It occurs that the civil rights movement was perfect for Moody just as she was right for the movement. She put all her efforts in shaping an indifferent campaign of combining both whites and blacks in fighting for their rights. This is different from the past where whites were less involved in activism than their black counterparts. The acceptance of collaboration with the whites in alleviating their plight gives the writer a sense of purpose and belonging because she is brave in going against traditions. Despite her efforts in combining the whites and the blacks, she still managed to retain her independent spirit. Moreover, the efforts were conducted without reducing her criticism or even exploiting her impatience thereby giving her a neutral position in raising the identified issues.

There are aspects of rejection in the life of the writer and this serve as a barrier tpo her social development. However, the book records various instances in which she shakes off t5eh troubles and concentrates on achieving her goals for a better society. In addition, her involvement in activism blurred the fact that she had faced alienation and rejection from her family. The book reckons that her mother had rejected her in her earlier life thus making her uncomfortable in being herself. The rejection is quite immense and involved rejections from her real father and also her mother’s lover. Eventually, the happenings relating to her family’s rejection of Moody lead her to develop pathological reactions. Importantly however is the fact that her family rejects her purely because they do not agree with her actions and views.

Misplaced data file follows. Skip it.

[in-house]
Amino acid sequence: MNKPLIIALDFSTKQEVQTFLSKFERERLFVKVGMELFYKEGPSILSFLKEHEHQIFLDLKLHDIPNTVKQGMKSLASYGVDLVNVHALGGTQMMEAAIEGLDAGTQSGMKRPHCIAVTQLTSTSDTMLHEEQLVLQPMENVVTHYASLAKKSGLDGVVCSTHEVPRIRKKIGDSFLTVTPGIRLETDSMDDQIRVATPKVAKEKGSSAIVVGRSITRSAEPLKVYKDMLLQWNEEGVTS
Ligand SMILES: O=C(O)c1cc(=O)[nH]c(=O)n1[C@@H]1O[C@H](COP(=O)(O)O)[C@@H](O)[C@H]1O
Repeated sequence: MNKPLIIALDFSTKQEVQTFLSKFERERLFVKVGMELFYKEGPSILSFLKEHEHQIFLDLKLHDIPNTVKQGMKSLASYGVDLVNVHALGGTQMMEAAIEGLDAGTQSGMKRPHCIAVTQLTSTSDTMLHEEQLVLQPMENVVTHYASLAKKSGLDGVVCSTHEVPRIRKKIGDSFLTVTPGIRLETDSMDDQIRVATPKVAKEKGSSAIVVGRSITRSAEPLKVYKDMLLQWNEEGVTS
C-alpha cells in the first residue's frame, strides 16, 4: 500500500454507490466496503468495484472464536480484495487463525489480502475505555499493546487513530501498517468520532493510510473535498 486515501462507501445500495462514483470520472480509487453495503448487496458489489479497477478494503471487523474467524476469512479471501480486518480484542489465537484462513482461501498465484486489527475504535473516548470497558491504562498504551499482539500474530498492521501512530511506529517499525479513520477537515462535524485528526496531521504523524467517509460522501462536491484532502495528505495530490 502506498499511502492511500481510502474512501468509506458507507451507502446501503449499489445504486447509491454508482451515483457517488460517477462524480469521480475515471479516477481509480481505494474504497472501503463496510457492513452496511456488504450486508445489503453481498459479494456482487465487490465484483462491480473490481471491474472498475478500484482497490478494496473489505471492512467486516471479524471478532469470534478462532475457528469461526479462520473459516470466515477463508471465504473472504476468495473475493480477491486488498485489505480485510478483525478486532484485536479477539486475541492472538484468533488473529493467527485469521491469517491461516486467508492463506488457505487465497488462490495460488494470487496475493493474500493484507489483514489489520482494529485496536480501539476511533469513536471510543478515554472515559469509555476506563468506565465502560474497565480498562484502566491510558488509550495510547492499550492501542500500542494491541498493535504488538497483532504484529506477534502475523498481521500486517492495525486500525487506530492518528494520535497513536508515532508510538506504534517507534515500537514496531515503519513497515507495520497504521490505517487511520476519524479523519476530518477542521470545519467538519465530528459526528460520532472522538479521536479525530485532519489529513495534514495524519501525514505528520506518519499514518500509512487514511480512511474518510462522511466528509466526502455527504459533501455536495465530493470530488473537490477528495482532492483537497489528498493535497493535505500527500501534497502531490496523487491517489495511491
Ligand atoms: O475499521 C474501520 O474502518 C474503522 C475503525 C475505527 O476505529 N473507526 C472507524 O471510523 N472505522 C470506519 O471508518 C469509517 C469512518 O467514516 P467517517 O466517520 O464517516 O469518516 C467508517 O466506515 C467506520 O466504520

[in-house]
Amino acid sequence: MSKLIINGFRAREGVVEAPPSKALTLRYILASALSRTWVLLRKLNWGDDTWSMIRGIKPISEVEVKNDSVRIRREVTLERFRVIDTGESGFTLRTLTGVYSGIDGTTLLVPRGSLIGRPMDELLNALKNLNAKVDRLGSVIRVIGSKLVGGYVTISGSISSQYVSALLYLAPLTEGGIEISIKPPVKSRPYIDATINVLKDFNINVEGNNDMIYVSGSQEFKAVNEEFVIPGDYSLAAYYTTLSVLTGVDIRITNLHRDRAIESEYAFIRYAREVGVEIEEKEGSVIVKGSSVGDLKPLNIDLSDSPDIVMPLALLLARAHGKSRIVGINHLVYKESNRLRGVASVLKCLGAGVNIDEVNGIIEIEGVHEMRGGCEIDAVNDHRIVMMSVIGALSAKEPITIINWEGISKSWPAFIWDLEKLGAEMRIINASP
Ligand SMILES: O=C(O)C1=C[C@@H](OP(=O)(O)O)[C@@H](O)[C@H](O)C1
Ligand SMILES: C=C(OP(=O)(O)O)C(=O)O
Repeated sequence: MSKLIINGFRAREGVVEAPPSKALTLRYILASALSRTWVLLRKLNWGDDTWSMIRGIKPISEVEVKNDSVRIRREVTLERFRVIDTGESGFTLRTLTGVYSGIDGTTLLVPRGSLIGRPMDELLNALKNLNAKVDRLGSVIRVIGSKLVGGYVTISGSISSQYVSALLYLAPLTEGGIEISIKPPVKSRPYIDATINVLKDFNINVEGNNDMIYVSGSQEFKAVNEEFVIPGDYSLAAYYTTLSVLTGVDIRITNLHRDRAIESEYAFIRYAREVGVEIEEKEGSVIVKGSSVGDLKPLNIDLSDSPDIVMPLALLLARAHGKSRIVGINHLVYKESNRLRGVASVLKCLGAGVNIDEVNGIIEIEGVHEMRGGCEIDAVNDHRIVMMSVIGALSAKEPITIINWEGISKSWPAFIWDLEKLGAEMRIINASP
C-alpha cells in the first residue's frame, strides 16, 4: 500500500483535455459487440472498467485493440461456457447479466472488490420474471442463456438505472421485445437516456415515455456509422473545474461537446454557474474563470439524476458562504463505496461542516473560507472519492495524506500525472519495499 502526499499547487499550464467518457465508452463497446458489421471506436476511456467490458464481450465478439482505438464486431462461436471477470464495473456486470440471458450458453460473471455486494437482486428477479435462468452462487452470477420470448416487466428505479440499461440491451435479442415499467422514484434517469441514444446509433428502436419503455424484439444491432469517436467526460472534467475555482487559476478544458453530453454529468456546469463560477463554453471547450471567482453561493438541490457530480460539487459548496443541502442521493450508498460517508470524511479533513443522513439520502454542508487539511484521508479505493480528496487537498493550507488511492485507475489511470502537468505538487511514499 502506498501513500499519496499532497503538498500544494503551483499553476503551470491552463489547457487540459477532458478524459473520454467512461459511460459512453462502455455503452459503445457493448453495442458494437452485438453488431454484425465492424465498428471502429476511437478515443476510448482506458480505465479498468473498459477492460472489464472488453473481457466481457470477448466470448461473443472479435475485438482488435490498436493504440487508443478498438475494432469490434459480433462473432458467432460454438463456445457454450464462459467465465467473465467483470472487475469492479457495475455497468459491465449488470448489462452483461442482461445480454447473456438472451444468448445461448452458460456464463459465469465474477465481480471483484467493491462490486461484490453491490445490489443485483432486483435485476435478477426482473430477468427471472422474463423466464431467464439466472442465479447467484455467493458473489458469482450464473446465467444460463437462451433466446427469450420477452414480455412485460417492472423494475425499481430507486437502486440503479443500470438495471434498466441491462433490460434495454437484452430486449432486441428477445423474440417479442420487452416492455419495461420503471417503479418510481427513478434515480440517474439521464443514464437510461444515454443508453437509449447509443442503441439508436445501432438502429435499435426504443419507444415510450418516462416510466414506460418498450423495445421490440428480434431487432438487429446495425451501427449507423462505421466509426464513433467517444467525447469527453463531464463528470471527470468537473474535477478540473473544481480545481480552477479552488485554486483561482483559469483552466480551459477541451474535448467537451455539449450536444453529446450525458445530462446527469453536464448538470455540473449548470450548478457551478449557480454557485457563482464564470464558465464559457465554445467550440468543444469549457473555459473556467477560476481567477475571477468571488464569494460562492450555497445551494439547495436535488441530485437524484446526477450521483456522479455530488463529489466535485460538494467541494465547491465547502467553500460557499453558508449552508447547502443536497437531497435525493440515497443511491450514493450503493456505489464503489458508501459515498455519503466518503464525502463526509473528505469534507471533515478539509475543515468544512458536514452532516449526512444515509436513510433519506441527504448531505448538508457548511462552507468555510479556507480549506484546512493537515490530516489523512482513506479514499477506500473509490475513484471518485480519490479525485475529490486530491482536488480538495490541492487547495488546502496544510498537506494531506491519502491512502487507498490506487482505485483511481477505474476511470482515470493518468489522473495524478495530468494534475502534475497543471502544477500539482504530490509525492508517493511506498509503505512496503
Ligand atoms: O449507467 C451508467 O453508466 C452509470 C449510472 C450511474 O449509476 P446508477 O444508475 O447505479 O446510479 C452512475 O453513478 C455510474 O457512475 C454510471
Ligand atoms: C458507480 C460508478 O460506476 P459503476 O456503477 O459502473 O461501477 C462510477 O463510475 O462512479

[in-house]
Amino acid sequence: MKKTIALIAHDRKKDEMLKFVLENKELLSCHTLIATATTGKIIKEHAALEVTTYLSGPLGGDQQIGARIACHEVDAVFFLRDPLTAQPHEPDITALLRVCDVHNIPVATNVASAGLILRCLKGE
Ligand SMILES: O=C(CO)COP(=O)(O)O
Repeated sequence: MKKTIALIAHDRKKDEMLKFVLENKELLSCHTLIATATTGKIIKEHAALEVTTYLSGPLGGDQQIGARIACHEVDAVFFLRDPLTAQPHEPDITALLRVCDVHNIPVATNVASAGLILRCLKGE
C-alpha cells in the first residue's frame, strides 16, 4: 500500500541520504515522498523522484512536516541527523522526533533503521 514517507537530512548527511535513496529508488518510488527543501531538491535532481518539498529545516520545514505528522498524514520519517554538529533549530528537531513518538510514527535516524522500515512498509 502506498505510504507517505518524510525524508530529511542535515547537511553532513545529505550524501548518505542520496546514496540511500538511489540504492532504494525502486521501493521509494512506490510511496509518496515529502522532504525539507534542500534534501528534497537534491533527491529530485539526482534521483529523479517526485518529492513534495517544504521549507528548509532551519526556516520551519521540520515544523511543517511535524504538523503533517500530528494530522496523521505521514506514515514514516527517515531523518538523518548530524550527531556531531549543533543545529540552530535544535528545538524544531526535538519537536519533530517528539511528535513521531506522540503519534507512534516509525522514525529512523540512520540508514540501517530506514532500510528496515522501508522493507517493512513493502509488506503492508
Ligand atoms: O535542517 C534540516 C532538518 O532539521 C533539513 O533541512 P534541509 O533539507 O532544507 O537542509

The rejection that Moody faces from everyone around her family serves as an impediment in her quest to advance her activism. It is at such a time that Moody urgently requires an assurance of love from her family. However, the action of enlisting in the rights movement helps in filling the gap of having to bear with the decline of Emma, her role model. The circumstances under which Emma begins to decline spiritually and physically are surprising as she was shot by gunmen. It is however a blessing when Moody decides to join the Civil Rights movement thereby helping her in averting the effects of losing her role model.

Despite the travails that Moody faces during her lifetime, she provides guidance and leadership in shaping the views of black activism and especially in the southern states. This leadership can be extrapolated from the fact that she was an ardent church follower and it is through this that she got involved in activism. It is quite true that African American churches were at the forefront in fighting aggression and oppression. This is derived from the fact that the churches shaped communal values and the social organization of the adjacent communities. In particular, the Baptist churches that Moody attended were at the forefront in forming the civil rights movement. It is no coincidence therefore that Moody was an ardent campaigner in the fight against oppression of black Americans and racial segregation.